TMX Shareholders Say Rival Suitors Need to Sweeten Bids
London Stock Exchange Group Plc (LSE) and the Canadian banks and pension funds battling for control of TMX Group Inc. (X) need to sweeten their bids because the competing cash and stock offers are too similar, investors said.
“Right now, the issue is one of price,” Richard Fogler, who helps manage C$1.25 billion ($1.29 billion) at King West Financial in Toronto, including TMX shares, said yesterday in an interview. “Let one of them speak with their checkbook.”
TMX Group, owner of the Toronto Stock Exchange, backs an all-stock takeover by LSE worth C$46.03 a share. The Toronto- based firm rejected a cash-and-stock bid from Maple Group Acquisition Corp., whose 13 members include Toronto-Dominion Bank (TD) and Manulife Financial Corp. (MFC) Maple Group offered C$48 a share in cash and stock in its C$3.58 billion bid.
TMX fell 1.2 percent to C$43.64 at 4 p.m. on the Toronto Stock Exchange, below the offer price of both proposals, indicating traders are concerned the bids face opposition from investors and regulators.
Shareholders of TMX and LSE vote on the friendly deal on June 30, with two-thirds of TMX votes cast needed to proceed. Maple Group’s bid is contingent on TMX shareholders voting against the TMX offer, worth about C$3.42 billion.
“There are two competing bids on the table; they both have a whole bunch of uncertainties,” said Fogler, who hasn’t decided how he will vote. “In the LSE bid, the uncertainties are regulatory, and in the Maple bid, the uncertainties are regulatory as well.”
The odds of Maple Group and London Stock Exchange winning over TMX shareholders are about even, underscoring the need for TMX and LSE to step it up with better marketing or a sweetened bid, said Thomas Caldwell, who invests in bourse stocks.
“It’s an even money bet at this stage of the game,” Caldwell, chief executive officer of Toronto-based Caldwell Securities Ltd., said in a telephone interview from Paris. “I think London-TMX could make a lot stronger case than they seem to have made to date.”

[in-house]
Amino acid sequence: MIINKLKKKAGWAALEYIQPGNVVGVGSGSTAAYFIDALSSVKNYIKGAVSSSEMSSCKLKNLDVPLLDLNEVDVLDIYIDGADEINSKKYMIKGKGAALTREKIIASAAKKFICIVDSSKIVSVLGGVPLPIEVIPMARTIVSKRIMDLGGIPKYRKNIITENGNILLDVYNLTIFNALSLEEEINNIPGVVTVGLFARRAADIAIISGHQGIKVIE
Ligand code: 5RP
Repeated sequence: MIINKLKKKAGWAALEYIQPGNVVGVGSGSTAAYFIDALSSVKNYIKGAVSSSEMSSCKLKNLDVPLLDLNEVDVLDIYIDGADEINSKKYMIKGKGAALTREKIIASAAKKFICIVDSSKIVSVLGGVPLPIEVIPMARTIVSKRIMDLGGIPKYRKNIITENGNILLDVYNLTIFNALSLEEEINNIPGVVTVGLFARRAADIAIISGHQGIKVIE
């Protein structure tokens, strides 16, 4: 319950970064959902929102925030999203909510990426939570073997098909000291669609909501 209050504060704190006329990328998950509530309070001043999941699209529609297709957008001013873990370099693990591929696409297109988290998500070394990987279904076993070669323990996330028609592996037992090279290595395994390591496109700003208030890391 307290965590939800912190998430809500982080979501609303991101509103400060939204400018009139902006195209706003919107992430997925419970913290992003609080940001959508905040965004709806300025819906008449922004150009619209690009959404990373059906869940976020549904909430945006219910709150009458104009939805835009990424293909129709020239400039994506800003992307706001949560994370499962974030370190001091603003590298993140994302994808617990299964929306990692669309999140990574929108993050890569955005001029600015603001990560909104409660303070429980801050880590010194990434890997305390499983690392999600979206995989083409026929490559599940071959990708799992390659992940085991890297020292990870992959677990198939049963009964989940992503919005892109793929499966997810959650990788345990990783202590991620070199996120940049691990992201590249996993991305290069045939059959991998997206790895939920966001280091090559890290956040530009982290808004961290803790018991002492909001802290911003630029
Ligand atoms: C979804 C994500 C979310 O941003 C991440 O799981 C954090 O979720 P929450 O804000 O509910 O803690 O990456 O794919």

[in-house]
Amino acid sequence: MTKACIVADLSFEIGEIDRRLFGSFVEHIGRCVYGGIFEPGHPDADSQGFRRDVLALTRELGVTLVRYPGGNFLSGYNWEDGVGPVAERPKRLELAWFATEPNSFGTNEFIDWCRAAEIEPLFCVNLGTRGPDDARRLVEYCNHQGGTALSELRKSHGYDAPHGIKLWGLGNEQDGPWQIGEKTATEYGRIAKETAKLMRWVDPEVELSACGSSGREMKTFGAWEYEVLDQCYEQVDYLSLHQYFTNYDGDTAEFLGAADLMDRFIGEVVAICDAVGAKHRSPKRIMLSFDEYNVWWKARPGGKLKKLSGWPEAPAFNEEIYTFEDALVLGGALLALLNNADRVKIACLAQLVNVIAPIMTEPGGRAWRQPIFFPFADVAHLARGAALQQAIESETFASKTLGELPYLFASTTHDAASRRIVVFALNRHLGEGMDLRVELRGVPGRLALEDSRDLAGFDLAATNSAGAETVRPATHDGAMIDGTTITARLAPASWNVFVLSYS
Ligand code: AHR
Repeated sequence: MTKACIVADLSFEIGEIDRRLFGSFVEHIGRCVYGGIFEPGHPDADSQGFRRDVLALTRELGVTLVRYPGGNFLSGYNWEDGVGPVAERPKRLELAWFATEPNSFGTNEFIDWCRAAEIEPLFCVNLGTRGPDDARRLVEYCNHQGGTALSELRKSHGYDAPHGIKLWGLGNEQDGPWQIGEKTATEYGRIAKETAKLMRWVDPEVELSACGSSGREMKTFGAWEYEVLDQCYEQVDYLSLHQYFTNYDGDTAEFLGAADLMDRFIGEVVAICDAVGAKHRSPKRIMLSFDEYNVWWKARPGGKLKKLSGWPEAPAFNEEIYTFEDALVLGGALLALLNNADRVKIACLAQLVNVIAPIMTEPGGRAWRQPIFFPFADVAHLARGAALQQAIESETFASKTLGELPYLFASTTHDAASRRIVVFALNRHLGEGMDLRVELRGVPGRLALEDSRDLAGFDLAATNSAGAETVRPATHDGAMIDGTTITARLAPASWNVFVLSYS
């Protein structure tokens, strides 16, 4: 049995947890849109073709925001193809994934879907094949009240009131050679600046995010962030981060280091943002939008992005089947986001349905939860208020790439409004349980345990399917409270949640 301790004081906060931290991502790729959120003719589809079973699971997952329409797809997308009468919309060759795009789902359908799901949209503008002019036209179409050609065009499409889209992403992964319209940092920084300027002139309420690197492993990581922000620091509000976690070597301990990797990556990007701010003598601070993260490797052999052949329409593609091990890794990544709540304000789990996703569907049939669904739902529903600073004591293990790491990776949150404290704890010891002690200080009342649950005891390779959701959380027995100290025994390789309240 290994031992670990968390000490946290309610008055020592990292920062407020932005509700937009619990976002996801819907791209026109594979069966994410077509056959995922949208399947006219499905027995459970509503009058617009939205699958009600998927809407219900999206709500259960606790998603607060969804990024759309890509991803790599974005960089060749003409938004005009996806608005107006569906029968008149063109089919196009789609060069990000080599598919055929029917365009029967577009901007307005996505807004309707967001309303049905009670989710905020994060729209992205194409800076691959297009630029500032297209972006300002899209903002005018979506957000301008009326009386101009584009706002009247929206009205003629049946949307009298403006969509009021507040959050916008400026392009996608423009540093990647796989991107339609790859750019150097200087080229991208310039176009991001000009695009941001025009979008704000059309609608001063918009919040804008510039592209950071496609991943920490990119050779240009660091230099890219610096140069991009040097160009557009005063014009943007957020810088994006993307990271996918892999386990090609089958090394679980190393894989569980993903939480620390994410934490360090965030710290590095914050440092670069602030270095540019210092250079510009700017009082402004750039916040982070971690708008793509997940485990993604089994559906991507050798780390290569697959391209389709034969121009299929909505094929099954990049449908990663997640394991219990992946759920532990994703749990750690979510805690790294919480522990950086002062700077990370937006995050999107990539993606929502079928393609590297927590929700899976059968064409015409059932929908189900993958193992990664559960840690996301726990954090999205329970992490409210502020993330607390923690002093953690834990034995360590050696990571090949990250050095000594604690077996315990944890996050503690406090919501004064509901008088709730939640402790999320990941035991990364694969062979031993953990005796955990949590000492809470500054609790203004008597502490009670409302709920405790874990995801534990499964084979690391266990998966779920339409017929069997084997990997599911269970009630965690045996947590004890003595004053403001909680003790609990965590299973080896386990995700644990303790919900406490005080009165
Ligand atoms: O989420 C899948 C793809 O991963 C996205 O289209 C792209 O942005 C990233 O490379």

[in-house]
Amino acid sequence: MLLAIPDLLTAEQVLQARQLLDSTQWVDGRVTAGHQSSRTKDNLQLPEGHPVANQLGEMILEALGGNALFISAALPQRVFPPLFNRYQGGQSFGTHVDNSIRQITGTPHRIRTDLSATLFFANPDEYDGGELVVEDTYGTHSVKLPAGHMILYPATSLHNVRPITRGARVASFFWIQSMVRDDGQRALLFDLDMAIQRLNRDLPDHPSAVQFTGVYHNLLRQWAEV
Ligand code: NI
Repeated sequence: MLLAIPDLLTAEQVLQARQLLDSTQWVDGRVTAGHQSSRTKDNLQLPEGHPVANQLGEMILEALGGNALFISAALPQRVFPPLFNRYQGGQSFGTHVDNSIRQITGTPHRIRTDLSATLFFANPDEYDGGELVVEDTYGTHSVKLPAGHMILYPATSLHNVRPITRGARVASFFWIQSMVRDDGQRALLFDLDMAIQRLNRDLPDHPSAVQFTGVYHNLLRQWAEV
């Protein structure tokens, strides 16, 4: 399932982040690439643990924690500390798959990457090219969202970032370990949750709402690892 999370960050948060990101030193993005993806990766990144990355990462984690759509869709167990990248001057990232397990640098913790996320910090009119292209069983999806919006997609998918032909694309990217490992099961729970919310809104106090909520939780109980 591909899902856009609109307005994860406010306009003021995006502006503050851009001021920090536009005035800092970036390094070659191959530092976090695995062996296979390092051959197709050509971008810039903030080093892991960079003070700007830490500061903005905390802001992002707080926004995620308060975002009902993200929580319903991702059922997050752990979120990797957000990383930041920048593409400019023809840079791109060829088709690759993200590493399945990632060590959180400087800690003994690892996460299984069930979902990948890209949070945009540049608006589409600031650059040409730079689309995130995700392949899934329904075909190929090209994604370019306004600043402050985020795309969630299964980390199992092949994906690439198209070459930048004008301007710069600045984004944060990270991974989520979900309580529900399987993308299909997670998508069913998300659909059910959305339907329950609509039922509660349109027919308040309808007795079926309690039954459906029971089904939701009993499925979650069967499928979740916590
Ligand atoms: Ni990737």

Maple Group first approached TMX on May 13 with a plan to buy the Canadian exchange owner. TMX rejected the offer on May 20, saying it wasn’t superior to its Feb. 9 agreement with LSE, prompting Maple Group to take its offer directly to TMX investors.
“The biggest pushback TMX-LSE is going to get is over the value gap,” Edward Ditmire, an analyst with Macquarie Group Ltd. in New York, said in an interview. “Ultimately they need to get out their financial cap and find ways to get their offer price higher.”
LSE CEO Xavier Rolet said Maple’s claim of a higher bid is a “smokescreen” because the equity portion of the offer is backed by Maple stock that can’t be valued.
When asked about the possibility of a higher bid, LSE executive David Lester said in a June 9 interview: “We’re selling the bid that we’ve got.”
Maple Group spokesman Peter Block said its bid is already superior to LSE’s offer and it isn’t “going to comment on hypotheticals” about raising its offer.
TMX and LSE could maximize their chances of winning over investors by finding cost savings, or using debt to award a special dividend to shareholders, Ditmire said.
“By borrowing to pay out a one-time cash dividend to both TMX and LSE shareholders, they could create a bid that’s more financially attractive,” Ditmire said.
40 Percent Stake
Maple Group’s plan would give shareholders 40 percent of the company, while the pension funds would own about 31 percent and bank-owned investment dealers would own about 22 percent. The four investors announced June 12 -- Desjardins Financial Group, Manulife, Dundee Capital Markets and GMP Capital Inc. (GMP) -- would own a combined 7 percent.
Maple Group investors also include Bank of Nova Scotia (BNS), Canadian Imperial Bank of Commerce, National Bank of Canada (NA), Canada Pension Plan Investment Board, Ontario Teachers’ Pension Plan, Alberta Investment Management Corp. and Fonds de Solidarite FTQ.
Maple Group also said it aims to acquire Alpha Group, a bank-owned operator of an alternative trading system that competes with the Toronto exchange, and Canadian securities clearing house CDS Inc. to integrate into TMX after completing the takeover. Maple Group CEO Luc Bertrand gave CDS a value of about C$170 million, and Alpha a value of C$140 million to C$170 million during yesterday’s investor call.
Caldwell wouldn’t say which bid he’s supporting.
“Our corporate style has typically been to support management,” Caldwell said. “My sense is that will continue to be our style, because we are looking at capital markets in a broader long-term context.”
Both bids require regulatory approvals to succeed. The LSE- TMX bid needs approval from Industry Minister Christian Paradis, whose reviewing the transaction to determine if the deal is a “net benefit” to the country under the Investment Canada Act, and approvals from provincial regulators including those in Ontario and Quebec.
The Maple bid wouldn’t require Industry Canada approval because it’s not a foreign transaction, though it will face reviews by regulators and Canada’s competition bureau, the group said in a June 13 presentation.
“Each of the two bids has a big regulatory hurdle that has to cross,” Macquarie’s Ditmire said “For shareholders, the frustrating thing is that they’re probably not sure if they have one, two or zero viable offers.”